Tuesday, February 22, 2011

Does Paracord Shrink When It Gets Wet?

If you research this question at all, you will find quite a bevy of opinions. Some insist paracord shrinks anywhere from 10 to 12%, after getting soaking wet. Alternatively, others explain that true paracord, being made of nylon, is not susceptible to actual shrinking.

Personally, the many (and varied) opinions left me without a definitive answer, and since I am interested in fabricating paracord bracelets to a specific size, I was determined to find a more exact answer to the question. I decided to ask someone who has obviously worked with paracord a great deal more than I have, and consequently should know the real truth of the matter.

This individual has his own blog, devoted to paracord projects, and goes simply by the name of Stormdrane. If you are at all interested in paracord knotting and items made from paracord, I would highly recommend visiting his site. Here is what he said, when I asked him the question:


I've usually used good quality 550 type III mil-spec paracord, and have not had any noticeable 'shrinkage' issues with it. I have had folks request that I pre-shrink cord before tying a paracord bracelet for them, in the past when I sold some, but checking the length before and after, showed less than a 1/2" difference in a 10 foot length when wet, and after stretching it out by hand after fully dry, it was back even.


Some paracord distributors, like Ubraidit.com, sell 450 paracord, and they do mention shrinkage (as much as 10% to 12% for black and kelly green), but the difference in paracord construction is in the core strands. 450 has a few loose fibrous polyester strands instead of the twisted 7 inner nylon strands of military/commercial 550 paracord, and those fibrous strands do shrink up a bit and can make the outer sheath a bit 'wavy' in my experience.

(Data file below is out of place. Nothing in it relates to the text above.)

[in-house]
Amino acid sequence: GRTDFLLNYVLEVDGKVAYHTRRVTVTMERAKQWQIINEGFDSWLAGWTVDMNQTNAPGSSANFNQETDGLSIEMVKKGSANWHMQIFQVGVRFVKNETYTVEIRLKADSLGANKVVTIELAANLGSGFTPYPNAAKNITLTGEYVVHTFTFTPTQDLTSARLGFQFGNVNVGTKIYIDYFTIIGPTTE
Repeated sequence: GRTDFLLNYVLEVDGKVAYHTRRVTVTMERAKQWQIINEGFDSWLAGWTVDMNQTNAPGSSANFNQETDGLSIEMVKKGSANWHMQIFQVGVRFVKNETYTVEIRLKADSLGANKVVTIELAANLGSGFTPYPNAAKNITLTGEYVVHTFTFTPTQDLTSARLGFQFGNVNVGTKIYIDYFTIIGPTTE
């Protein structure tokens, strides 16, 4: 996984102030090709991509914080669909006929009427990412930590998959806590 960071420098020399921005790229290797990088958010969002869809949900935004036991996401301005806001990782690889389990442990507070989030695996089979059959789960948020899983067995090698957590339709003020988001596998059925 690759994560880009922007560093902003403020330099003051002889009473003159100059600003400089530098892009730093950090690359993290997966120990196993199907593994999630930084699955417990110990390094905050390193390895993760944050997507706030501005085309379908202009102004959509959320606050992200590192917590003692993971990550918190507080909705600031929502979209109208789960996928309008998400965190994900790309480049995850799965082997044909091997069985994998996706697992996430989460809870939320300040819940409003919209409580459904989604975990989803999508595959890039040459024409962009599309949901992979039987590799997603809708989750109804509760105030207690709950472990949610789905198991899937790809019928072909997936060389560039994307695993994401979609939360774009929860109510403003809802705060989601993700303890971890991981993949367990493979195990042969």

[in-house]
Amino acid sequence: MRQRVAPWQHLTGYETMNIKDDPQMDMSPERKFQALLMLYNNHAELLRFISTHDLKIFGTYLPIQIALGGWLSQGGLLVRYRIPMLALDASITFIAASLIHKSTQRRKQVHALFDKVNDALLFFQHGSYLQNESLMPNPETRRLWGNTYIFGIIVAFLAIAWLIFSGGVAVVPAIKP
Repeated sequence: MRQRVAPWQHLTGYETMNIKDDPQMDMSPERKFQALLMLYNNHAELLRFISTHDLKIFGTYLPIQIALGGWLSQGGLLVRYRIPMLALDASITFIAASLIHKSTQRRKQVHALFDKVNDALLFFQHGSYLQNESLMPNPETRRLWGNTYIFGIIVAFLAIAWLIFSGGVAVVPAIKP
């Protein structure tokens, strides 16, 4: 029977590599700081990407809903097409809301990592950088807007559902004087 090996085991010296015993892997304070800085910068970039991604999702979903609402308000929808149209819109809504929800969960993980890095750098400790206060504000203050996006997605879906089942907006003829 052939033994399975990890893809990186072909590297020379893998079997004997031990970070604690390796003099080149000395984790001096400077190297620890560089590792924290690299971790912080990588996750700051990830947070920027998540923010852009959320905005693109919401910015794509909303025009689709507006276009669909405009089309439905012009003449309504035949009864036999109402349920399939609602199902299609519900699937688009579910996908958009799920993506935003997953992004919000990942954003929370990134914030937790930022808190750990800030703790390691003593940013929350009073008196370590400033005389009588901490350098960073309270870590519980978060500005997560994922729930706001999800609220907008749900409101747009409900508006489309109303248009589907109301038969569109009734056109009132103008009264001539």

So it comes down to what type of paracord you're using. If making a wearable paracord bracelet/watchband/collar with 450 type paracord, you can pre-shrink it to be on the safe side, and if using good 550 paracord, I wouldn't worry about it, but you can try test shrinking it with the cord you have to test it out.



So, there you have it, from someone who is quite obviously more of an expert on the subject than I am.


Of course two sources of information are always better than just one, so I posed the question to my supplier of 550 Type III paracord.  They apparently queried the maker of their paracord, and came back with the following answer to the question:


Nylon does wick up water & it will handle less easily when it’s wet.  It may feel like it & appear to shrink temporarily while it’s wet, but unless it is also exposed to high heat at the same time (for a period of time) it is not a permanent condition.


That seems to be completely consistent with the response I got from Stormdrane.


In essence then, the expert consensus seems to be that "real" Type III 550 paracord does NOT significantly shrink when exposed to water. However, there are many different cords being sold, some of them are passed off as 550 paracord, when in fact they are not. Any cord that contains fibrous strands no doubt will exhibit some shrinkage, but it appears "real" 550 paracord does not suffer significant shrinkage, or if it does shrink somewhat when wet, it tends to generally return to its original size and shape after being dried out.







8 comments:

  1. Just fyi....

    I found your blog searching for 550 paracord shrink.

    I have some that shrunk in the washer. I left it in my pocket, washed the pants and it DID shrink. It left the item unusable.

    I am now suggesting to the makers of these items that they "pre-wash" the paracord prior to making the product.

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  2. @CO Flyguy,